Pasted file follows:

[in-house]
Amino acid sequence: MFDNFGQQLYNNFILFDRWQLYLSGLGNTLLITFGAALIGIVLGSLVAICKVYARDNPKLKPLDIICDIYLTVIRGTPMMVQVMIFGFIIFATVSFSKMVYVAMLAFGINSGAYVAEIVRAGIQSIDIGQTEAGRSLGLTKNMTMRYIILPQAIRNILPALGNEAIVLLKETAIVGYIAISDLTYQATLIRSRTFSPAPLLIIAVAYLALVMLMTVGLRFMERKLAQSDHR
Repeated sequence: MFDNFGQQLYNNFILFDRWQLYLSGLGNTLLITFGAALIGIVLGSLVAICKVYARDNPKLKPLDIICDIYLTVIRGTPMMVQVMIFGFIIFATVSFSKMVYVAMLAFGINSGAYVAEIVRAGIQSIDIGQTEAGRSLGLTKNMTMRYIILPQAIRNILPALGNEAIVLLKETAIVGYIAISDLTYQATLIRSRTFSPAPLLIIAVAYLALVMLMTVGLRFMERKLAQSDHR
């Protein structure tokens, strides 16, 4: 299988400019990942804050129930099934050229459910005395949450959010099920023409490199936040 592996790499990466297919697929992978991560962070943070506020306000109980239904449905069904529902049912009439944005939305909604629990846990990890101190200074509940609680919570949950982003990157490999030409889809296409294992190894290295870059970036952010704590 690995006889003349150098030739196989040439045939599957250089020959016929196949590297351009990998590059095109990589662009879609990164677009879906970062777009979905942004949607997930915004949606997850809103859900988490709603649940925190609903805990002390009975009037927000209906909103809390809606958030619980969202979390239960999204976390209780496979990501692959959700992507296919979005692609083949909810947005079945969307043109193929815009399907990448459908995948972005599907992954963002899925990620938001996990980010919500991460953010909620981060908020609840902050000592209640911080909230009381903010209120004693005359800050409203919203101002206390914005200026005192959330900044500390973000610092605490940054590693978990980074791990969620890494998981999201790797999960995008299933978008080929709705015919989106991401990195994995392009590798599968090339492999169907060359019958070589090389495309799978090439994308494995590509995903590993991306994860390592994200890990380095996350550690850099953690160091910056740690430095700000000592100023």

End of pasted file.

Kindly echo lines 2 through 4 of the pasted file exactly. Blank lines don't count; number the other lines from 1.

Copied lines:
Amino acid sequence: MFDNFGQQLYNNFILFDRWQLYLSGLGNTLLITFGAALIGIVLGSLVAICKVYARDNPKLKPLDIICDIYLTVIRGTPMMVQVMIFGFIIFATVSFSKMVYVAMLAFGINSGAYVAEIVRAGIQSIDIGQTEAGRSLGLTKNMTMRYIILPQAIRNILPALGNEAIVLLKETAIVGYIAISDLTYQATLIRSRTFSPAPLLIIAVAYLALVMLMTVGLRFMERKLAQSDHR
Repeated sequence: MFDNFGQQLYNNFILFDRWQLYLSGLGNTLLITFGAALIGIVLGSLVAICKVYARDNPKLKPLDIICDIYLTVIRGTPMMVQVMIFGFIIFATVSFSKMVYVAMLAFGINSGAYVAEIVRAGIQSIDIGQTEAGRSLGLTKNMTMRYIILPQAIRNILPALGNEAIVLLKETAIVGYIAISDLTYQATLIRSRTFSPAPLLIIAVAYLALVMLMTVGLRFMERKLAQSDHR
């Protein structure tokens, strides 16, 4: 299988400019990942804050129930099934050229459910005395949450959010099920023409490199936040 592996790499990466297919697929992978991560962070943070506020306000109980239904449905069904529902049912009439944005939305909604629990846990990890101190200074509940609680919570949950982003990157490999030409889809296409294992190894290295870059970036952010704590 690995006889003349150098030739196989040439045939599957250089020959016929196949590297351009990998590059095109990589662009879609990164677009879906970062777009979905942004949607997930915004949606997850809103859900988490709603649940925190609903805990002390009975009037927000209906909103809390809606958030619980969202979390239960999204976390209780496979990501692959959700992507296919979005692609083949909810947005079945969307043109193929815009399907990448459908995948972005599907992954963002899925990620938001996990980010919500991460953010909620981060908020609840902050000592209640911080909230009381903010209120004693005359800050409203919203101002206390914005200026005192959330900044500390973000610092605490940054590693978990980074791990969620890494998981999201790797999960995008299933978008080929709705015919989106991401990195994995392009590798599968090339492999169907060359019958070589090389495309799978090439994308494995590509995903590993991306994860390592994200890990380095996350550690850099953690160091910056740690430095700000000592100023």